Shrine of the Book wing of the Israel Museum
Photo: Avi Ohayon, GPO
You're going to need a very advanced microscope to read this Bible, because it's as small as a grain of sugar. The world's smallest Hebrew Bible is now on display at the Israel Museum in Jerusalem.
A new exhibit, which is part of a program celebrating the museum's 50th anniversary, displays the Bible etched onto a miniscule microchip.
The so-called Nano Bible is a silicon chip the size of a grain of sugar on which the entire Bible, which consists of 1.2 million letters, was carved with a focused ion beam.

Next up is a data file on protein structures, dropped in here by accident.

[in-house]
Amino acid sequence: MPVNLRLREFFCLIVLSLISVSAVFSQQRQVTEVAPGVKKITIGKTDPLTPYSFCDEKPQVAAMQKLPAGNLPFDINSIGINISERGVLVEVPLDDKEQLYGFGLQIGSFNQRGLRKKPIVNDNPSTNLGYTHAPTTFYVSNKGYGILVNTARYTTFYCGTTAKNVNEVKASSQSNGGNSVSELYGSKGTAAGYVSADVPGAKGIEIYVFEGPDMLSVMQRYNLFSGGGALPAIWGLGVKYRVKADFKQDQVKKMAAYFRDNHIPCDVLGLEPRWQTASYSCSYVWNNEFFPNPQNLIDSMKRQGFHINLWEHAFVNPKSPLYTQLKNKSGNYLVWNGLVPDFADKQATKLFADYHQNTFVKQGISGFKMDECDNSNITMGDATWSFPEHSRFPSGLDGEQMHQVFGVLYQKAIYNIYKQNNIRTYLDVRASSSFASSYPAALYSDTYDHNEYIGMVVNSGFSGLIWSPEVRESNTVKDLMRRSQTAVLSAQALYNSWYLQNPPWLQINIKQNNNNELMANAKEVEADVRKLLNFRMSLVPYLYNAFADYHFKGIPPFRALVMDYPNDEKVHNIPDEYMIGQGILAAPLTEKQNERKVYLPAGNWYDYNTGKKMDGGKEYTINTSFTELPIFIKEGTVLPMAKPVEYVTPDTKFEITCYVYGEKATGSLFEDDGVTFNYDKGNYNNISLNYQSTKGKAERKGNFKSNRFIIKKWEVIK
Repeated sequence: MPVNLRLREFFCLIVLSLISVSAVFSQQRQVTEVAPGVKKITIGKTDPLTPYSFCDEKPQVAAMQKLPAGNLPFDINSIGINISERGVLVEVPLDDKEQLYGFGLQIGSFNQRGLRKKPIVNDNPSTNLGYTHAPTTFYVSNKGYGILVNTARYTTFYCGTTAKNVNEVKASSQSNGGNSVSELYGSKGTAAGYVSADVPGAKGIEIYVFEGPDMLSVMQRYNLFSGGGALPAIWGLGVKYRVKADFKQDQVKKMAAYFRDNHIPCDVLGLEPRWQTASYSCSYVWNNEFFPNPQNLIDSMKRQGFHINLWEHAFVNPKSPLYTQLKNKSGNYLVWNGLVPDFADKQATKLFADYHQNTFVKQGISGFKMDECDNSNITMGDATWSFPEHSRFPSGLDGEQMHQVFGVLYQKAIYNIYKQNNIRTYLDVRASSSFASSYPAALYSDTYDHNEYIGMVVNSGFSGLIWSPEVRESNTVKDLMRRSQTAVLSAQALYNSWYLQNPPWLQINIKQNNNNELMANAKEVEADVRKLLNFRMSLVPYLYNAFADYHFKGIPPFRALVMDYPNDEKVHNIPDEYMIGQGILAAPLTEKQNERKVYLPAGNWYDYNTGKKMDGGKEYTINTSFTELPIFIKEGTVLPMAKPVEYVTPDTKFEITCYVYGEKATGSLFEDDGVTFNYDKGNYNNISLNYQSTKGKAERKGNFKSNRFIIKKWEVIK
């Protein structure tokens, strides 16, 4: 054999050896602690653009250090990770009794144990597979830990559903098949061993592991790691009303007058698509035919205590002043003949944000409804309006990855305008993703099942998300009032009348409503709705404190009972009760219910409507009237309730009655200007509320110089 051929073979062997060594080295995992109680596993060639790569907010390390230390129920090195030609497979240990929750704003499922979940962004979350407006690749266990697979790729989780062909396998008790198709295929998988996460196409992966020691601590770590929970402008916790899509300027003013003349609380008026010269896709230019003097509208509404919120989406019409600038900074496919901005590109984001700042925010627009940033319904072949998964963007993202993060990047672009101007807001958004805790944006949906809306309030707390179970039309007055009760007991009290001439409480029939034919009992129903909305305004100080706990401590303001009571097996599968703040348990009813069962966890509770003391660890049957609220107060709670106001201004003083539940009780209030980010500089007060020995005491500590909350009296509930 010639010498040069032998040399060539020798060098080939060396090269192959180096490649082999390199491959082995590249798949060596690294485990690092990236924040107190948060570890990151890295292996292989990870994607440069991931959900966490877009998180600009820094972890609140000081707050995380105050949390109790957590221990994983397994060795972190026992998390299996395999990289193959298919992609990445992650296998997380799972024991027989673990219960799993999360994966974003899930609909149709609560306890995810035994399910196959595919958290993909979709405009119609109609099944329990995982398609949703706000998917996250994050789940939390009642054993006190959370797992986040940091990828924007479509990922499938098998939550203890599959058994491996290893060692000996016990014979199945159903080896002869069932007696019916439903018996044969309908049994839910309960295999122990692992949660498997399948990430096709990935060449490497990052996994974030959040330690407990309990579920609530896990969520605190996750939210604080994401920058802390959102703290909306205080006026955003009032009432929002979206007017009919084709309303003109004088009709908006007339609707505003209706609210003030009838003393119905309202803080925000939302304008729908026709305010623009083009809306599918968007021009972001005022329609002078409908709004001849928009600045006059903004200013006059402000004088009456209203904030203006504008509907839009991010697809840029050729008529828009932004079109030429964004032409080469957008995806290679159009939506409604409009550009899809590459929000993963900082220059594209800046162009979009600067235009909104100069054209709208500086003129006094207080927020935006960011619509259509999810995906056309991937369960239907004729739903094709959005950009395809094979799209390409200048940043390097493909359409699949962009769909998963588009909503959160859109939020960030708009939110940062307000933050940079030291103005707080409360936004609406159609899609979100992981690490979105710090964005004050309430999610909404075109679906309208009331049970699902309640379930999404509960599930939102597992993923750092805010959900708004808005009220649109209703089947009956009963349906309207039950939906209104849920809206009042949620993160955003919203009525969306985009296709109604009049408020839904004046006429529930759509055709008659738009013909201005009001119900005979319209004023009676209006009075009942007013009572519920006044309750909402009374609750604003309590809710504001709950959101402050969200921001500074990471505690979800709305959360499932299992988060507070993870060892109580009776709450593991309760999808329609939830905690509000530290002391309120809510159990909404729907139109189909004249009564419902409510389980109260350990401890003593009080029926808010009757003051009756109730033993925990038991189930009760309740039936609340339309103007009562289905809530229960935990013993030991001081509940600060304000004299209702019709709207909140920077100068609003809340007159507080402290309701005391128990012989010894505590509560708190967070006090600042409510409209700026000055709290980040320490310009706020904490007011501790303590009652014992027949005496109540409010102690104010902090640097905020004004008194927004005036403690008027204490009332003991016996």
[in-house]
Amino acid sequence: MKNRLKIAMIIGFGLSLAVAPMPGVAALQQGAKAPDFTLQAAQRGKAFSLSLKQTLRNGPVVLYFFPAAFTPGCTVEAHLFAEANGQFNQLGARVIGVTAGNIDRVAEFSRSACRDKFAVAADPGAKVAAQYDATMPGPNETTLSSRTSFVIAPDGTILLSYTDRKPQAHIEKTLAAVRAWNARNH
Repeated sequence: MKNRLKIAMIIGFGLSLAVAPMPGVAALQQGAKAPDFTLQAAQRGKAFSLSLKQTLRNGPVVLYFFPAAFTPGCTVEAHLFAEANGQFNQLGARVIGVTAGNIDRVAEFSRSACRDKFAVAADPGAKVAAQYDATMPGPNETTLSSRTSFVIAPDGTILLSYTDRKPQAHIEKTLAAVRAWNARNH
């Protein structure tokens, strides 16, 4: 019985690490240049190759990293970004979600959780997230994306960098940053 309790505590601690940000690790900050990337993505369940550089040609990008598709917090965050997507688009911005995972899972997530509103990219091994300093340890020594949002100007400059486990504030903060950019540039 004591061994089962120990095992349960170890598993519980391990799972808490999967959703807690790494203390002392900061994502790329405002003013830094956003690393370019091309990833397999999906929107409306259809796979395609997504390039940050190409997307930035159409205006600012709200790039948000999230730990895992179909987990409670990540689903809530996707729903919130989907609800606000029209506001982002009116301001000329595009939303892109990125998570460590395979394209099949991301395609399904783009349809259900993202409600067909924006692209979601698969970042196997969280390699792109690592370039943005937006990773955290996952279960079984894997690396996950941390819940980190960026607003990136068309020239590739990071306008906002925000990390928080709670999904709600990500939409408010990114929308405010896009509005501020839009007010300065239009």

A microscope that can magnify by a factor of at least 10,000 is required to read the actual text.
The Nano Bible was created by Prof. Uri Sivan and Dr. Ohad Zohar of the Russell Berrie Nanotechnology Institute at the Technion-Israel Institute of Technology in Haifa.
In 2009, a Nano Bible was presented to Pope Benedict XVI by former president Shimon Peres.
The Israel Museum's exhibit, titled "And Then There Was Nano", will be on display until December 31, 2016.